09-11-2002, 03:29 PM
Ditto on sj's comments Anne..........get a good TW instructor. Wheel landings are easily taught and done with practice. It also affords you a little insurance in windy conditions whereby you maintain contolability longer and are easier able to initiate a go-around, if necessary. I like to keep my TW off the ground in all my landings and pretty much just use it to steer while taxiing. You'll find your landings are just as short and you will have better visibility and control of the cub.
09-11-2002, 03:53 PM
Tell you what Anne, if you want to come up here someday, spend a few hours and you won't go home without being able to do all of the above stuff. I'm 63.6 NM at 40 degrees from ARB, about 35 minutes from you. I can give the coordinates if you want to come.
I decided today being 9/11 and all I'd get the SC out and fly. Just got back from 2.4 hours of landing at a bunch of grass strips in the area. Went to a hard surface strip with a runway 90 degrees to the wind (sock staight out kind of wind) and did a bunch of t/o and landings one wheel down the centerline kind of stuff it was great fun. Pretty gusty so they all didn't turn out picture perfect but that's what it is all about.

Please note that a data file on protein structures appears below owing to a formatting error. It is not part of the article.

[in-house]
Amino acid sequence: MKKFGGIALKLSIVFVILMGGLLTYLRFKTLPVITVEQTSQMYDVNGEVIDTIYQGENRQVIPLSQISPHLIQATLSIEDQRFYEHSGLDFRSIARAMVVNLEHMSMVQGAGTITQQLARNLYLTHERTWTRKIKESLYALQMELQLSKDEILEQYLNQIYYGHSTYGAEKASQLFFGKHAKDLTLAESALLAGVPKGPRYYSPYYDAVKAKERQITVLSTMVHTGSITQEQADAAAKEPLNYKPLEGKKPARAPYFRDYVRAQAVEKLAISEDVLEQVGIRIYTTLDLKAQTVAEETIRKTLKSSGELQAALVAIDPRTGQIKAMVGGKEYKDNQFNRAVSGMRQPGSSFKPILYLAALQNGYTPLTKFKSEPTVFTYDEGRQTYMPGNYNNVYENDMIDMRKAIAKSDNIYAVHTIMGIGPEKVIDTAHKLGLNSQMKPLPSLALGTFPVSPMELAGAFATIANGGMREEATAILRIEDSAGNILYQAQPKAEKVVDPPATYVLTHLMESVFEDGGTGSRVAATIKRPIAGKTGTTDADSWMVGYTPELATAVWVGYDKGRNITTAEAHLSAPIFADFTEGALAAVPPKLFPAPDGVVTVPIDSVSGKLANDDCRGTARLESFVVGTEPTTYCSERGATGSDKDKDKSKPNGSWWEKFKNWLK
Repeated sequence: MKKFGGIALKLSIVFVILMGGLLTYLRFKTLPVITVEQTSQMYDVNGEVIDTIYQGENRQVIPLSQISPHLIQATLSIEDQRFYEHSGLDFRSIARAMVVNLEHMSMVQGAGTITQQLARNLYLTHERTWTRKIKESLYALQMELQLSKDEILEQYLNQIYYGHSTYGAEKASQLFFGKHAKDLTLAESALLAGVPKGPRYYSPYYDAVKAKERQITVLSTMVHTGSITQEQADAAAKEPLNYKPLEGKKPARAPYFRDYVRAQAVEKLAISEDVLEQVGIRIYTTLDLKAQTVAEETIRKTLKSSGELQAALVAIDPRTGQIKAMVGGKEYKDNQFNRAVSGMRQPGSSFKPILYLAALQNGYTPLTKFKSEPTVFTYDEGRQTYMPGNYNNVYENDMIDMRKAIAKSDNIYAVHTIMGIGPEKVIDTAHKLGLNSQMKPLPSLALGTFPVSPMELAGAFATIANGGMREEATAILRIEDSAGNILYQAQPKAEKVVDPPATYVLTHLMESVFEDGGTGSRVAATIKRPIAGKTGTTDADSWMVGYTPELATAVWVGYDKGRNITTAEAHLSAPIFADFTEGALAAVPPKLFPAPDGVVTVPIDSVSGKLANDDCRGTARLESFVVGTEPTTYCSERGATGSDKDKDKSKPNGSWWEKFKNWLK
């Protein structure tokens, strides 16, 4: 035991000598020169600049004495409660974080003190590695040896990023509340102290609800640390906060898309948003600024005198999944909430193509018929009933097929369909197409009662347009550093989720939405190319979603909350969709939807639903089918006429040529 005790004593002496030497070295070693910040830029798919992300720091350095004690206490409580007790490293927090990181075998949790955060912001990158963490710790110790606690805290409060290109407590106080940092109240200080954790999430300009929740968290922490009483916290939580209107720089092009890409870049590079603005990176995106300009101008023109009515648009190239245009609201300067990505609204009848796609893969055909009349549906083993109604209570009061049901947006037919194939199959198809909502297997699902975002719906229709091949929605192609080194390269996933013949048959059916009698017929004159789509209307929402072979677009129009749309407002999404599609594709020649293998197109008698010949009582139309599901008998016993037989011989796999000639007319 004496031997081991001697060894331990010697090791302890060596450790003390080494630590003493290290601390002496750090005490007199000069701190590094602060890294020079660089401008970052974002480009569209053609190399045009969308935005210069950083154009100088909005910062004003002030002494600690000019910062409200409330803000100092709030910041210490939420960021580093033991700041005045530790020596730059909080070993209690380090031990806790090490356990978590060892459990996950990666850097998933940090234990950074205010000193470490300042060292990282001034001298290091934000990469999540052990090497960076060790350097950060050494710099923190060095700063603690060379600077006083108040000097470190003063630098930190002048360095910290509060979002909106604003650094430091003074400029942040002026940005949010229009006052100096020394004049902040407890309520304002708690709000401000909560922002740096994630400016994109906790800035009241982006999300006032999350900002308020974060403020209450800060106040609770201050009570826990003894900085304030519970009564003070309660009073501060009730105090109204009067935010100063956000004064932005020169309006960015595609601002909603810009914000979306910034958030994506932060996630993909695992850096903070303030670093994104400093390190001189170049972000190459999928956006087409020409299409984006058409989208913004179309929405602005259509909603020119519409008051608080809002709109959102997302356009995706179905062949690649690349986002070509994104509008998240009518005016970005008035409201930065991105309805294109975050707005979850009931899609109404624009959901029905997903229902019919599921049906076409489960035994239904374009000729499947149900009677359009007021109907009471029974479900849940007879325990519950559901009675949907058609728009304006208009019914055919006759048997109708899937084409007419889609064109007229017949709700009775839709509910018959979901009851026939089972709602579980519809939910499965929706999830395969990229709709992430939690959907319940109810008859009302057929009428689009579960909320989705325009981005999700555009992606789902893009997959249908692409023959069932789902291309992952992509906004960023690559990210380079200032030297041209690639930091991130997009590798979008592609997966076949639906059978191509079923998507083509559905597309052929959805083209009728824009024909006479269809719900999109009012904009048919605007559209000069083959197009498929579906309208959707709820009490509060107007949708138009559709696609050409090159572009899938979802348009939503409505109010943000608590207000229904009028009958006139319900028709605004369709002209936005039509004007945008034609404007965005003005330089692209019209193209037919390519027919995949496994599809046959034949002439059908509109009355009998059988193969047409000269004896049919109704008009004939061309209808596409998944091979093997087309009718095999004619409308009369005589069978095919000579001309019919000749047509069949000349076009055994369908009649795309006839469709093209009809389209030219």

If you want short, safe, controlled, touch downs, it is a tail low wheel landing. Everything is flying all the time as you touch down bring the tail up, put weight on the mains and get on the binders, everything is still flying, set the tail down and taxi in, shut the engine down, and then you're not flying anymore. :fadein:
IMHO of coarse.. Gerald
That sounds like an offer that I would not refuse. With Gerald's experience in the Amazon all those years, he could probably even teach those frozen 49th state flyers a thing or two.
Speaking of that, Gerald, it would be GREAT to get a story (with pictures?) from you on your years of flying the amazon - even if it wasn't in a PA18.
Gerald - that is definitely an offer I can't/won't refuse. Thank you! I've been OK on grass with 3-points, but on pavement I'd like to be able to do wheel landings, too. I'll send you a private e-mail, and we can set something up. Thanks again!
09-12-2002, 08:15 PM
I am having fun learning wheelies and three pointers also. The guys I get pointers from encourage learn it all, practice it all, and do it all. Every take off and landing is different in a tail dragger. Keep us posted on your experiences with Gerald.
Never Stay Level, Rick Papp
I checked myself out in the C-170 I bought today, quite humbling to say the least. The flight pictures are just plain crazy in this airplane, level looks like a descent, a descent looks like a dive, you can stall in a dive looking attitude.